Love in Nature

My friend, Shirley Showalter, has a blog whose posts I never miss. Recently she asked, “What do you do when the world seems wrong, and you are sad, lonely, confused, or anxious?”

I responded, “When I’m in a place of discouragement and overwhelm, I submerge myself in nature. In my experience, the two things that people yearn for the most are: (1) to love, (2) to be loved. It’s in nature that I find reassurance for both of these needs.”

Shirley replied, “I would love to read about how love reaches you in nature. It’s easier to feel one’s own love going out, I think, than universal love flowing in. Do you agree? Maybe you will answer this question in a future post!”

Hence, this post was born. 

I realize that everyone’s experience is different, and people embrace many different beliefs. This post just happens to be about how nature informs me of love. 

Nature has taught me a lot about faith, it helps me to draw near to what many people refer to as God, and others call Goddess, Yahweh, Jehovah, Jesus, Moses, Allah, Krishna, Light, Mohammed, Supreme Being, Buddha, All That Is, Source Energy, Shiva, Universe, Higher Self, Creator, Brahman, Spirit, Mother Earth, Father Sky, the list goes on.

It’s my experience that the name we use isn’t as important as our relationship and interaction.

How does love reach me in nature? When I contemplate earth’s beauty—especially the cycles, the repeated refrains—it touches me deeply, and I feel loved. And in this love, I am recharged. In this love, I find reserves of strength I didn’t know I had. In turn, I’m able to love more deeply.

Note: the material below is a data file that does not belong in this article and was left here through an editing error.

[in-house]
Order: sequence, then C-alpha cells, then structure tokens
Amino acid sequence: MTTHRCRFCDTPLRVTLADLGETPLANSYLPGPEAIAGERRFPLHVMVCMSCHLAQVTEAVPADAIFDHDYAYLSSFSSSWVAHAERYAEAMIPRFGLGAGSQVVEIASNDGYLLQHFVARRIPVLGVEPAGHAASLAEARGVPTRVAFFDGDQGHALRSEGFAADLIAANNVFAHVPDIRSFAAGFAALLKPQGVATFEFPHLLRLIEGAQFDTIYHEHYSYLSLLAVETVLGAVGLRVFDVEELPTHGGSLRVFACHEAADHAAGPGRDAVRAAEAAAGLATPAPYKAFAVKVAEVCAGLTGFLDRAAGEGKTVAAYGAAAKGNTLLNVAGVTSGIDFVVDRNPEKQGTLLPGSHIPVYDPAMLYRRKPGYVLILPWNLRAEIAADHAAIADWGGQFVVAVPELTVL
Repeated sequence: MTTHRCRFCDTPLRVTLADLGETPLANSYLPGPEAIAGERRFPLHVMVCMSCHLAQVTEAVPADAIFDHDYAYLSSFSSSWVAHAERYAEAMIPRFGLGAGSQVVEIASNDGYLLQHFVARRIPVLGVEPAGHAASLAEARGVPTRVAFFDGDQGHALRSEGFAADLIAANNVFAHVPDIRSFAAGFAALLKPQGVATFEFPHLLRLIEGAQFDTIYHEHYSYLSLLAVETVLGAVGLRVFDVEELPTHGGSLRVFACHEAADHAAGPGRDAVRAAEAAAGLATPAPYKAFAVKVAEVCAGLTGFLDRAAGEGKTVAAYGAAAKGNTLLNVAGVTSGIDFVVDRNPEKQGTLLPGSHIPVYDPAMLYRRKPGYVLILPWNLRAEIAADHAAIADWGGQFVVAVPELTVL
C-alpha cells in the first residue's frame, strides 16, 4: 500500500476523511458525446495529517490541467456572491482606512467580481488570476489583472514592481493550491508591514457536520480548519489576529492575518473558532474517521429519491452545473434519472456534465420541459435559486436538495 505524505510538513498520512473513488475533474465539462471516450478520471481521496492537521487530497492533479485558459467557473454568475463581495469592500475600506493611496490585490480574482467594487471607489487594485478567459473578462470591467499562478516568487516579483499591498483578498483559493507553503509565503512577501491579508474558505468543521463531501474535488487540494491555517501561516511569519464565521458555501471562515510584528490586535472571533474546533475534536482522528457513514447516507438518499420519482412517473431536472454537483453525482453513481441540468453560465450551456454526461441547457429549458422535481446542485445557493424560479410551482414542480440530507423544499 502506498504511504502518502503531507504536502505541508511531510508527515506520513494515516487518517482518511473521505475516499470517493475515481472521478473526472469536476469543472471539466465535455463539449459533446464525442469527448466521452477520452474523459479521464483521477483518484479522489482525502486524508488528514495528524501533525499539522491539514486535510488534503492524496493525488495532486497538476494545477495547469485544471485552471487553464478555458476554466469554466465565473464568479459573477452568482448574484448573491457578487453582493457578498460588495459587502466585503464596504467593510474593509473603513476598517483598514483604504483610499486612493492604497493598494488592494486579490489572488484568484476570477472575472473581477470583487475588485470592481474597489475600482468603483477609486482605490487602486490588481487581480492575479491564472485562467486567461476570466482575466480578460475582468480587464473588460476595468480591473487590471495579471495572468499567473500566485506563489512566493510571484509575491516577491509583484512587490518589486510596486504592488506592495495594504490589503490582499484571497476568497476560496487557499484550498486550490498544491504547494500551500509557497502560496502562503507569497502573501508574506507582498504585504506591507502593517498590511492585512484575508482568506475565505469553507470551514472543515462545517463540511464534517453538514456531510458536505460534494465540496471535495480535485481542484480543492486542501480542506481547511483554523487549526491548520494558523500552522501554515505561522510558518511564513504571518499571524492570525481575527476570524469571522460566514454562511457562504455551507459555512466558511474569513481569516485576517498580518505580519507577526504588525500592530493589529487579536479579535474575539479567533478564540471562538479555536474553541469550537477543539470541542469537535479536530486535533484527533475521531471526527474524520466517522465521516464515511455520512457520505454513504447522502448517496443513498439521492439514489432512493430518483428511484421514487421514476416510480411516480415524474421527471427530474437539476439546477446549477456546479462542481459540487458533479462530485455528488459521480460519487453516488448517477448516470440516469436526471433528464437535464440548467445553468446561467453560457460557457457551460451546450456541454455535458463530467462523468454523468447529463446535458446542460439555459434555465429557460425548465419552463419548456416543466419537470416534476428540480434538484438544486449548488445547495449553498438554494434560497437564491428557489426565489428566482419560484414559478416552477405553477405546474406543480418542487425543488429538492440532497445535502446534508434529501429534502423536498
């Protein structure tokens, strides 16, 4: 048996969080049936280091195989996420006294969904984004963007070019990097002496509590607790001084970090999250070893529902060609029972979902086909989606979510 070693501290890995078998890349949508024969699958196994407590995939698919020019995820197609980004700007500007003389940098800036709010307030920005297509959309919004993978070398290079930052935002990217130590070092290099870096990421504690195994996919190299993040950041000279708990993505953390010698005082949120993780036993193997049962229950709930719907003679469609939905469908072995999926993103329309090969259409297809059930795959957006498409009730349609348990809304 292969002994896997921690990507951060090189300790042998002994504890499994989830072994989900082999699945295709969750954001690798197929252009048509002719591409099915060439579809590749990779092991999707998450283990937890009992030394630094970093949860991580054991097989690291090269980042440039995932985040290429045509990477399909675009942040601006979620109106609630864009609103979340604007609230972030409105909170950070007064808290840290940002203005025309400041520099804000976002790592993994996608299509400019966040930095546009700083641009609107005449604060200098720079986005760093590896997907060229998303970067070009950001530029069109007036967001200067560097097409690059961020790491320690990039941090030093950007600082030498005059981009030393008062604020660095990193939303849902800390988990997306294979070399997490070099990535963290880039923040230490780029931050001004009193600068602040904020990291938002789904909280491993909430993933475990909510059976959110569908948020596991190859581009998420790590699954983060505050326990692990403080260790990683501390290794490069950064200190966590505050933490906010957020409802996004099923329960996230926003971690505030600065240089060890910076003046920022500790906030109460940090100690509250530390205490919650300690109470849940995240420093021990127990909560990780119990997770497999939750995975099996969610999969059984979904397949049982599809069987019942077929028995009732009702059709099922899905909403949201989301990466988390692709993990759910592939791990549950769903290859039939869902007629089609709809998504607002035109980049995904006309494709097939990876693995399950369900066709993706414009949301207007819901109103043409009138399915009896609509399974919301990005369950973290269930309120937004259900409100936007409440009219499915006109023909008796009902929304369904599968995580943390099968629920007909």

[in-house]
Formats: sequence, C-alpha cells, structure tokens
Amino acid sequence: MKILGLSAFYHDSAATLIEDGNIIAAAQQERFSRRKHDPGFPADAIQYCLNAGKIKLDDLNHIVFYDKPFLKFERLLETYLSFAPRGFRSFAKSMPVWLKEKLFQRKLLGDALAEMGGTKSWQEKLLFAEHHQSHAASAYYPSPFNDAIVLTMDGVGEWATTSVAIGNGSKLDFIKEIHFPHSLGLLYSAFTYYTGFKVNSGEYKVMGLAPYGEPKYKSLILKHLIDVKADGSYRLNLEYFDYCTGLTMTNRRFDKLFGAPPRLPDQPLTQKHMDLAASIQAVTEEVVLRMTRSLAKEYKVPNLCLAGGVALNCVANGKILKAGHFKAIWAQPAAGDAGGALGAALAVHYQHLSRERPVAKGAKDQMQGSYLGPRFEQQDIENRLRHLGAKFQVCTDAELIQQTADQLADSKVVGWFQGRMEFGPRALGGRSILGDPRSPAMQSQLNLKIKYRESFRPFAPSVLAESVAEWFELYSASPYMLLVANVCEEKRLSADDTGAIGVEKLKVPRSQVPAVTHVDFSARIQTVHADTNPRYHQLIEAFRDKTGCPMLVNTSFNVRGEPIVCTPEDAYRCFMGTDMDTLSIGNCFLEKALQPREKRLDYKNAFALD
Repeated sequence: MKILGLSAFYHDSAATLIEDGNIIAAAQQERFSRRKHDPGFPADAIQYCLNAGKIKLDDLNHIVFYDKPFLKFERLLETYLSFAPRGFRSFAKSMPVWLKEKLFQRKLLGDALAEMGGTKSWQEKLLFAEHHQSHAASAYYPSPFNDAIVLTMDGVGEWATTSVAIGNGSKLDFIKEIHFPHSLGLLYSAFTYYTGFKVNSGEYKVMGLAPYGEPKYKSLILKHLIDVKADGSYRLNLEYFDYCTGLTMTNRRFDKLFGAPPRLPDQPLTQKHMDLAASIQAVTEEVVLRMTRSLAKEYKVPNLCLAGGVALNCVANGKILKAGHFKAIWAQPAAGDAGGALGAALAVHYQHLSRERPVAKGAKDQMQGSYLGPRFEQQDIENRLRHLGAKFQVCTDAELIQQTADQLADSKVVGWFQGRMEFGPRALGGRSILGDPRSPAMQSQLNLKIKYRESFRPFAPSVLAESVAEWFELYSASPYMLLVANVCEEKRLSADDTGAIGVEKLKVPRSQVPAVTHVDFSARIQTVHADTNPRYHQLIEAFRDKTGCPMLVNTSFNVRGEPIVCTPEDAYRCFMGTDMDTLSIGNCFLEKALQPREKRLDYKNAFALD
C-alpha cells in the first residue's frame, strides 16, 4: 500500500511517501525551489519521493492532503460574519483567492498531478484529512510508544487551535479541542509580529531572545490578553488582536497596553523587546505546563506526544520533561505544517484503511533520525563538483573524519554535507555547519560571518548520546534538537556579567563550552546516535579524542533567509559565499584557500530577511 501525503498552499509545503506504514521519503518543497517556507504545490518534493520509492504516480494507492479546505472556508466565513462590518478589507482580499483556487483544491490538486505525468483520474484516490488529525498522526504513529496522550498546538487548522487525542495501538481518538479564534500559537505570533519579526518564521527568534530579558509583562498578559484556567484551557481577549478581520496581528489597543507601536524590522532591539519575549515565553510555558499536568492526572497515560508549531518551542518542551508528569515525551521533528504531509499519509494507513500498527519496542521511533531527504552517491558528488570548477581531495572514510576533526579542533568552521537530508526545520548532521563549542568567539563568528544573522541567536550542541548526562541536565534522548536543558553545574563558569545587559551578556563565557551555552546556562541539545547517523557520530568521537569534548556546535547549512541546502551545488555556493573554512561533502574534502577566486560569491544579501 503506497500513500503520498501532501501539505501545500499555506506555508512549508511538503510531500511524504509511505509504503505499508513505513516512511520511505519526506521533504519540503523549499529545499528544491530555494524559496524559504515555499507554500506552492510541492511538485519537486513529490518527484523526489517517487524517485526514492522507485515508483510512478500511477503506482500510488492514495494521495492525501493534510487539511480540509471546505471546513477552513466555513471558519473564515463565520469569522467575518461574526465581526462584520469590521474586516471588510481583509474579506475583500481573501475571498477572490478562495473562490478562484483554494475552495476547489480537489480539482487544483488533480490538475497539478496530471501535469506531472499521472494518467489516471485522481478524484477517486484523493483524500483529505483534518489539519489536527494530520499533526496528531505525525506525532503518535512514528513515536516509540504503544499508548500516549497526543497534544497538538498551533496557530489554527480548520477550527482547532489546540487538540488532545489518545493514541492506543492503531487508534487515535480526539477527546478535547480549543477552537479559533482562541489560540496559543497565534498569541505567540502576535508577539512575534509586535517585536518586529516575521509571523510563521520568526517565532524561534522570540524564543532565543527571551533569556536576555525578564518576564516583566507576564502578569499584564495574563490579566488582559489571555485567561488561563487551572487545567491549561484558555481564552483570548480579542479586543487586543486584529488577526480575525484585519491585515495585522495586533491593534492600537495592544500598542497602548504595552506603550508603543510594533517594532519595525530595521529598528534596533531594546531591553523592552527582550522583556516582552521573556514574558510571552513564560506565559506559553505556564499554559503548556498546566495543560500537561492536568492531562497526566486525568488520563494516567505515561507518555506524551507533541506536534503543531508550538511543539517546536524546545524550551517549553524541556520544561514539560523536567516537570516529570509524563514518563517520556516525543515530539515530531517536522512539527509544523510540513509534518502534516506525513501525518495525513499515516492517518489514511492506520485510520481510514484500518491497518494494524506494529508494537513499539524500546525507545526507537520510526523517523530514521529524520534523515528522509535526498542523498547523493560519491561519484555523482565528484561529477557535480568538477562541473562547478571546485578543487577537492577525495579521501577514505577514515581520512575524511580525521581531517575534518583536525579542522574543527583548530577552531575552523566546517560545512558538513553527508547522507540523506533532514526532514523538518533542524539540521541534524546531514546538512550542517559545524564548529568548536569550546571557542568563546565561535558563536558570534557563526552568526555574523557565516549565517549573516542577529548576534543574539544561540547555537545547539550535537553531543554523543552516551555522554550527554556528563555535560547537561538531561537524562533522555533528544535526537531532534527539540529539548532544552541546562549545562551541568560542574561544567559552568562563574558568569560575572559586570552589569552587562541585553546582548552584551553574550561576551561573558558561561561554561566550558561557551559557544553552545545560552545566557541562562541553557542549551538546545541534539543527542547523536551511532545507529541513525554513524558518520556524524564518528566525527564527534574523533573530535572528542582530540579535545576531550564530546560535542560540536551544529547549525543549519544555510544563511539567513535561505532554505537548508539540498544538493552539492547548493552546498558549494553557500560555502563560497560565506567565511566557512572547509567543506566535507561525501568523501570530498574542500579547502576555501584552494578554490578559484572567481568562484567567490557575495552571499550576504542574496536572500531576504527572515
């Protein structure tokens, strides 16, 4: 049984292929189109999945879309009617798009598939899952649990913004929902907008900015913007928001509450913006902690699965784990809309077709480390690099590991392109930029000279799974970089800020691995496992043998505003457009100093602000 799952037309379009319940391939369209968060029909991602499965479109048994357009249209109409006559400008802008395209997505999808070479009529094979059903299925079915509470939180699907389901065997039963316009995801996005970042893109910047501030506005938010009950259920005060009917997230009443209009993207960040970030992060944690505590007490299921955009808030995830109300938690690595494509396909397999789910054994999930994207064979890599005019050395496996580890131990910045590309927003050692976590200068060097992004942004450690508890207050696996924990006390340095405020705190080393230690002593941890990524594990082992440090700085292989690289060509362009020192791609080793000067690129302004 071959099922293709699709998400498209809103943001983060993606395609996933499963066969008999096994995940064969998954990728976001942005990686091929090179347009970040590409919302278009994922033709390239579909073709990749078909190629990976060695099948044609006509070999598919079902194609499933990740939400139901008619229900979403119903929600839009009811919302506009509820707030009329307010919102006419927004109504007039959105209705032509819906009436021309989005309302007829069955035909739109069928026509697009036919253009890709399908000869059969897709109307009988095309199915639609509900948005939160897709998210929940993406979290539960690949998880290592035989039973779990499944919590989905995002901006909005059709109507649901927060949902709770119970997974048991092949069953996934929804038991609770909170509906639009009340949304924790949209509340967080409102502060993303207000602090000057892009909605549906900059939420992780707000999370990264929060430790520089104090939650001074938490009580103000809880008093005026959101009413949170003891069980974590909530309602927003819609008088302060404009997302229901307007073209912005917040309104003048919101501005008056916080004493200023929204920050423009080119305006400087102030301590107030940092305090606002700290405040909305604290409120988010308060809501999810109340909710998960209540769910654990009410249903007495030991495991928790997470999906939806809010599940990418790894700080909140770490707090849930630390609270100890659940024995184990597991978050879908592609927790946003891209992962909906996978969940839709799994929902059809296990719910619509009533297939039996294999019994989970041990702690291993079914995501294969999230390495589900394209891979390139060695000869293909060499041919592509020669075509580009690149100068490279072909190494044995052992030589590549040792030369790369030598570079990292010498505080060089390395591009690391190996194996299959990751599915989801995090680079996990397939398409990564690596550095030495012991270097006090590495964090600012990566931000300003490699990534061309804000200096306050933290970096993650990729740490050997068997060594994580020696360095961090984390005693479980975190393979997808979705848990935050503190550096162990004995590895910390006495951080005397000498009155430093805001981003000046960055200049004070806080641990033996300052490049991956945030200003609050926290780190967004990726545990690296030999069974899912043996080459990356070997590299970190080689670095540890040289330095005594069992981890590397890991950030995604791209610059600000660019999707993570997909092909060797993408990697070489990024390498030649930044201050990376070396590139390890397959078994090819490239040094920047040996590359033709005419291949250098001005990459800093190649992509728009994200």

How does nature make you feel?

© lauriebuchanan.com

Blushing In Seattle

Last week Len and I drove to Seattle where my friend, Shirley Hershey Showalter, was speaking about her book, Blush: A Mennonite Girl Meets a Glittering World, an engaging memoir that I thoroughly enjoyed reading.

Having only ever met online, it was a distinct pleasure to listen—in person—to Shirley read one of my favorite chapters from her book to an attentive audience at the ever-popular Third Place Books, and then get to know her a bit better over coffee afterward. It’s abundantly clear that she still has the same ready-grin and twinkle in her eye that’s evident throughout her book.

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Laurie Buchanan and Shirley Hershey Showalter

If you were to write a memoir, what would the title be?

© Laurie Buchanan

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